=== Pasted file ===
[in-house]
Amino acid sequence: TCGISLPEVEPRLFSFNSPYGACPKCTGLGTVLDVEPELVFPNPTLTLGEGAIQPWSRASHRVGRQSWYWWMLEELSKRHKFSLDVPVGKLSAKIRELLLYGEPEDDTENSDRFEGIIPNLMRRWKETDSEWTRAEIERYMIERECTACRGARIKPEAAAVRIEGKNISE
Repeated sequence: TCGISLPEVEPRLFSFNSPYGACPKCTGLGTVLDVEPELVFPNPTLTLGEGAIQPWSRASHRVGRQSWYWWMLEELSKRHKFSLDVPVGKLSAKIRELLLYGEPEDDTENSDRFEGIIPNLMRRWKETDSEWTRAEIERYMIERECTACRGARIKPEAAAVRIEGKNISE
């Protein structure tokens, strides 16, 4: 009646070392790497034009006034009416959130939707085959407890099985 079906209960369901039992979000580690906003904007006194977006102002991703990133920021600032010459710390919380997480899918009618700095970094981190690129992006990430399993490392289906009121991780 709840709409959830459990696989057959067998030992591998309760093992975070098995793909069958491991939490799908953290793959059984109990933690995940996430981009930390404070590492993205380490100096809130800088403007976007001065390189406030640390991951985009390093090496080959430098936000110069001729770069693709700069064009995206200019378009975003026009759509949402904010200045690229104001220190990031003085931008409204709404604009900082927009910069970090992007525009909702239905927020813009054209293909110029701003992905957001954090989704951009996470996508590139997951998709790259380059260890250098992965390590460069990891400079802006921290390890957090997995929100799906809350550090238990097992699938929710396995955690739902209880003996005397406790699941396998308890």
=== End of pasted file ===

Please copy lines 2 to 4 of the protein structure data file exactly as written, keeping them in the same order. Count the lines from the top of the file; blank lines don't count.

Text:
Amino acid sequence: TCGISLPEVEPRLFSFNSPYGACPKCTGLGTVLDVEPELVFPNPTLTLGEGAIQPWSRASHRVGRQSWYWWMLEELSKRHKFSLDVPVGKLSAKIRELLLYGEPEDDTENSDRFEGIIPNLMRRWKETDSEWTRAEIERYMIERECTACRGARIKPEAAAVRIEGKNISE
Repeated sequence: TCGISLPEVEPRLFSFNSPYGACPKCTGLGTVLDVEPELVFPNPTLTLGEGAIQPWSRASHRVGRQSWYWWMLEELSKRHKFSLDVPVGKLSAKIRELLLYGEPEDDTENSDRFEGIIPNLMRRWKETDSEWTRAEIERYMIERECTACRGARIKPEAAAVRIEGKNISE
């Protein structure tokens, strides 16, 4: 009646070392790497034009006034009416959130939707085959407890099985 079906209960369901039992979000580690906003904007006194977006102002991703990133920021600032010459710390919380997480899918009618700095970094981190690129992006990430399993490392289906009121991780 709840709409959830459990696989057959067998030992591998309760093992975070098995793909069958491991939490799908953290793959059984109990933690995940996430981009930390404070590492993205380490100096809130800088403007976007001065390189406030640390991951985009390093090496080959430098936000110069001729770069693709700069064009995206200019378009975003026009759509949402904010200045690229104001220190990031003085931008409204709404604009900082927009910069970090992007525009909702239905927020813009054209293909110029701003992905957001954090989704951009996470996508590139997951998709790259380059260890250098992965390590460069990891400079802006921290390890957090997995929100799906809350550090238990097992699938929710396995955690739902209880003996005397406790699941396998308890």